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The ability to process complex syntax is a human characteristic. The development of language comprehension and articulation takes place over a certain period of time during childhood. What happens in the brain on a neural biological level during language acquisition is still unclear. The research explained in this video uses methods that detect and monitor brain activity to determine changes and patterns on the scale of milliseconds. This allows to see maturation and to follow connections between different brain areas, helping our understanding of where language develops. ANGELA D. FRIEDERICI illustrates that she and her fellow researchers found a particular fiber track which connects two regions of the brain and is responsible for syntax comprehension. While most animals do not have this fiber track or only a less developed one, the question of language representation can also be expanded as an example of learning processes in the brain in general. The research proves that brain development determines what is possible in terms of learning at the defined moment in life.


Angela D. Friederici is a member of the Max Planck Institute for Human Cognitive and Brain Sciences in Leipzig. Friederici holds an Honorary Professorship in Psychology at Leipzig University, in Linguistics at the University of Potsdam and in Medicine at the Charité Berlin. Since 2014, Friederici is the Vice-President of the Max Planck Society.

Friederici’s field of expertise is psycholinguistics. Through her interdisciplinary training, she is looking at the representation of language in the brain and how this relates to the overall learning process.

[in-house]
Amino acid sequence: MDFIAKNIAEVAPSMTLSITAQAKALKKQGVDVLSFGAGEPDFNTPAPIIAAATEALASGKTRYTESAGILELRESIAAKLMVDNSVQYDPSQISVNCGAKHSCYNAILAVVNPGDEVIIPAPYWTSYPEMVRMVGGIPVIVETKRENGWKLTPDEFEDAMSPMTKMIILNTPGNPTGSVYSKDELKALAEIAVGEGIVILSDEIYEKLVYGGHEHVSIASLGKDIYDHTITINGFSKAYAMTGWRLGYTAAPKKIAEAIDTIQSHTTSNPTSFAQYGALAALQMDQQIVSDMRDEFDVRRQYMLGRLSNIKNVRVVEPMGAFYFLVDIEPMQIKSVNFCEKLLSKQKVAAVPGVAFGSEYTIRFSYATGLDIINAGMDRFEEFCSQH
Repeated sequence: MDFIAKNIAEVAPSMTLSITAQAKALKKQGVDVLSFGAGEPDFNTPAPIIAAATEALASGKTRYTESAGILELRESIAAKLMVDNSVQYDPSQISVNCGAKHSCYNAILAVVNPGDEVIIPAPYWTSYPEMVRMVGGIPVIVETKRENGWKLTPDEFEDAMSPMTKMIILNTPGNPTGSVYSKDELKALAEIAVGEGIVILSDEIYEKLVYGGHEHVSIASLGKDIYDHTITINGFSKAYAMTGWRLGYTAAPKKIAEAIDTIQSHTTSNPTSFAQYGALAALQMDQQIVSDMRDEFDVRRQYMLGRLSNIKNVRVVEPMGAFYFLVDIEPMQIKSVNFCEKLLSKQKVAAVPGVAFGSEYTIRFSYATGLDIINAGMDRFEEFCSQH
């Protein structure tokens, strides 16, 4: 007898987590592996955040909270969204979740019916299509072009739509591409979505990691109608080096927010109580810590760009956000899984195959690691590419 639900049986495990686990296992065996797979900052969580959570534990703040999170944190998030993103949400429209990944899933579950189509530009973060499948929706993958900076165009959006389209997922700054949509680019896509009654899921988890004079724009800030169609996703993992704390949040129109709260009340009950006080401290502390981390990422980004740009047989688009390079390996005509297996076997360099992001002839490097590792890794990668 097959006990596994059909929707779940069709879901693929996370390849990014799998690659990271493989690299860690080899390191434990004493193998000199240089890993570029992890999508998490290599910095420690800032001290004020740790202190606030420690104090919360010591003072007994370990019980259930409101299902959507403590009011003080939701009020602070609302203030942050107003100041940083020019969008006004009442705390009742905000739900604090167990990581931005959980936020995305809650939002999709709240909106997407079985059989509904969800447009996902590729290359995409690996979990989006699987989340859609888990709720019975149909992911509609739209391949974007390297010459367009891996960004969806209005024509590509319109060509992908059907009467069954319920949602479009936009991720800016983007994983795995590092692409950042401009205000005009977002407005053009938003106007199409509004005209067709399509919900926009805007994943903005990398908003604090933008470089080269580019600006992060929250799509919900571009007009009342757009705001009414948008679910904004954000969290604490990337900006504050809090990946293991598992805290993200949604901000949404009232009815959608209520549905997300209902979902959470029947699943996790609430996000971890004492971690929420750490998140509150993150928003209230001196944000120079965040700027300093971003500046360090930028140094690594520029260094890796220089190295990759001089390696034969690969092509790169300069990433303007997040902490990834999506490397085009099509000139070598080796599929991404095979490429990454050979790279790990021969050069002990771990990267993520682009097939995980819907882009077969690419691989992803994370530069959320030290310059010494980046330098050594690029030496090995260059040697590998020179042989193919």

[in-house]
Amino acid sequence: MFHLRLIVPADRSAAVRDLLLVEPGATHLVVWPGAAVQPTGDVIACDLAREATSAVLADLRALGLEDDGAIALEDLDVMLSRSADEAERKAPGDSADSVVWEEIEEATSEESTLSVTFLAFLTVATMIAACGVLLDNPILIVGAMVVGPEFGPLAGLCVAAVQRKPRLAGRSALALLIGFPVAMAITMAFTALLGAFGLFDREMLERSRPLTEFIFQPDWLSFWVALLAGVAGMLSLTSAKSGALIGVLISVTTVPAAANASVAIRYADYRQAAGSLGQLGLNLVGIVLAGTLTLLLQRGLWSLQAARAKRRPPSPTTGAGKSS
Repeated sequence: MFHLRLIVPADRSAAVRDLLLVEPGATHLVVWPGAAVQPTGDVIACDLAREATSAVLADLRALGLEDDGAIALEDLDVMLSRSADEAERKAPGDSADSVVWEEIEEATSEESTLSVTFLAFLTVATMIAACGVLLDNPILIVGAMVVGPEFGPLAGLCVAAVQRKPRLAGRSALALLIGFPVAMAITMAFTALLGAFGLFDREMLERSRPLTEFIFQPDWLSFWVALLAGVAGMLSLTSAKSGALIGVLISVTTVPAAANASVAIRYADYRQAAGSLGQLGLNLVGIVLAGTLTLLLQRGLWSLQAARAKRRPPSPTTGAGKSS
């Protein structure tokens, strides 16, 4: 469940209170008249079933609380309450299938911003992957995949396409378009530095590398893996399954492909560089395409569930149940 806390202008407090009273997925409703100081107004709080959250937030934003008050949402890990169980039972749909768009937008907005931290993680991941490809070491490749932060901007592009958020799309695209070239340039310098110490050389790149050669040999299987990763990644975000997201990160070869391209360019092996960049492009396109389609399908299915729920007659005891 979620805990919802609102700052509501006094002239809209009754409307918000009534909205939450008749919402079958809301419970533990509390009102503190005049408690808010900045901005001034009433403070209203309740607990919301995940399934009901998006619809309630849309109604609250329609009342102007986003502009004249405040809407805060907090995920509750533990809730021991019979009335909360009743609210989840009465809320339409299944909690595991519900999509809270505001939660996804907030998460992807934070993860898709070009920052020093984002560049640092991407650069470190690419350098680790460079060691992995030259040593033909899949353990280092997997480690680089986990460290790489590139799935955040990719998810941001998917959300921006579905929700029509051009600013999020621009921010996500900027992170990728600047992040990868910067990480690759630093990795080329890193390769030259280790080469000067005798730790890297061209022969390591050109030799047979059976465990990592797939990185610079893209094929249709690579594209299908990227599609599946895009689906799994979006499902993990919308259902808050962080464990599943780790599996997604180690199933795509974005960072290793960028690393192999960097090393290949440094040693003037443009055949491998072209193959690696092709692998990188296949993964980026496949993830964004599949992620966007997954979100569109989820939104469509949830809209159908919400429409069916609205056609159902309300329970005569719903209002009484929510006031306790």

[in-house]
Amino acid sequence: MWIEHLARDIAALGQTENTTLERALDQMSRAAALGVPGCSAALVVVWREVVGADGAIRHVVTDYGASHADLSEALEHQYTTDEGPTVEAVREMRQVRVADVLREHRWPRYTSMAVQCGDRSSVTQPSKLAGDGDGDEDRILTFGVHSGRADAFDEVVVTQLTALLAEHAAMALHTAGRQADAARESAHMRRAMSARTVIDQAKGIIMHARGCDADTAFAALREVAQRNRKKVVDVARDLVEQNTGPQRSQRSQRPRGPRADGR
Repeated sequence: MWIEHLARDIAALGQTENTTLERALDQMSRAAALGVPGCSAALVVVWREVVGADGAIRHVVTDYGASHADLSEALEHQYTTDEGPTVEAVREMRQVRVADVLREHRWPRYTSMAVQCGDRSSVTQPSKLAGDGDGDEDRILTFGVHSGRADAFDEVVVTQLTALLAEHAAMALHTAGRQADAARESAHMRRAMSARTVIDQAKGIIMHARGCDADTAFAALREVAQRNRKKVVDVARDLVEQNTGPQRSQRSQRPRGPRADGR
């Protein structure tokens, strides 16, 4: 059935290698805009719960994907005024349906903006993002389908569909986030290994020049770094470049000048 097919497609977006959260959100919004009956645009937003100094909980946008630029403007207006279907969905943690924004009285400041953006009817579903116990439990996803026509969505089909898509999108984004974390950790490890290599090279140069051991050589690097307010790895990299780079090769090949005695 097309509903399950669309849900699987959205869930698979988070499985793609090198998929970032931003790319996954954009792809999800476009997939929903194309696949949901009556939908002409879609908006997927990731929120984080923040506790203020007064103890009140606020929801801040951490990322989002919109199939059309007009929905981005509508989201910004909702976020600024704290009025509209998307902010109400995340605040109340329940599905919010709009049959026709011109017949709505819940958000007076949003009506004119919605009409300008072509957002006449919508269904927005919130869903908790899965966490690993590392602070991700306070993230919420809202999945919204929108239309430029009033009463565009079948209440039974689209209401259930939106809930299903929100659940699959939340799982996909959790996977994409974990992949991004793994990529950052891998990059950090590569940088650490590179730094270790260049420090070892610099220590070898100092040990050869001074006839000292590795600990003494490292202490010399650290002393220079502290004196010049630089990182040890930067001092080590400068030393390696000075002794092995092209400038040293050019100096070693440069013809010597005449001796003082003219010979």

Max Planck Institute for Human Cognitive and Brain Sciences

The studies look into the perception, planning, and generation of human cognitive abilities and cerebral processes, and analyse the interaction and common functional bases of their production and perception. Other research focuses on plastic changes in the human brain and the influence this has on various cognitive abilities, and also the neuronal and hormonal basis of modern diseases such as high blood pressure and obesity. In addition, the further development of imaging methods for the neurosciences is a focal point of research at the Institute.

The MPI for Human Cognitive and Brain Sciences provides an exciting framework for these topical and alluring theoretical domains, with the full gamut of cognitive and neuroscientific methodology available under one roof.

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Original publication

The Ontogeny of the Cortical Language Network

Skeide Michael A. and Friederici Angela D.
Nature Reviews Neuroscience
Published in 2016

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Brain Functional and Structural Predictors of Language Performance

Skeide Michael A., Friederici Angela D. and Brauer Jens
Cerebral Cortex
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Building by Syntax: The Neural Basis of Minimal Linguistic Structures

Friederici Angela D., Zaccarella Emiliano, Meyer Lars and Makuuchi Michiru
Cerebral Cortex
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Merge in the Human Brain: A Sub-Region Based Functional Investigation in the Left Pars Opercularis

Friederici Angela D. and Zaccarella Emiliano
Frontiers in Psychology
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The Brain Differentiates Human and Non-Human Grammars: Functional Localization and Structural Connectivity

Friederici Angela D., Bahlmann Jörg, Heim Stefan, Schubotz Ricarda I. and Anwander Alfred
Proceedings of the National Academy of Sciences
Published in 2006
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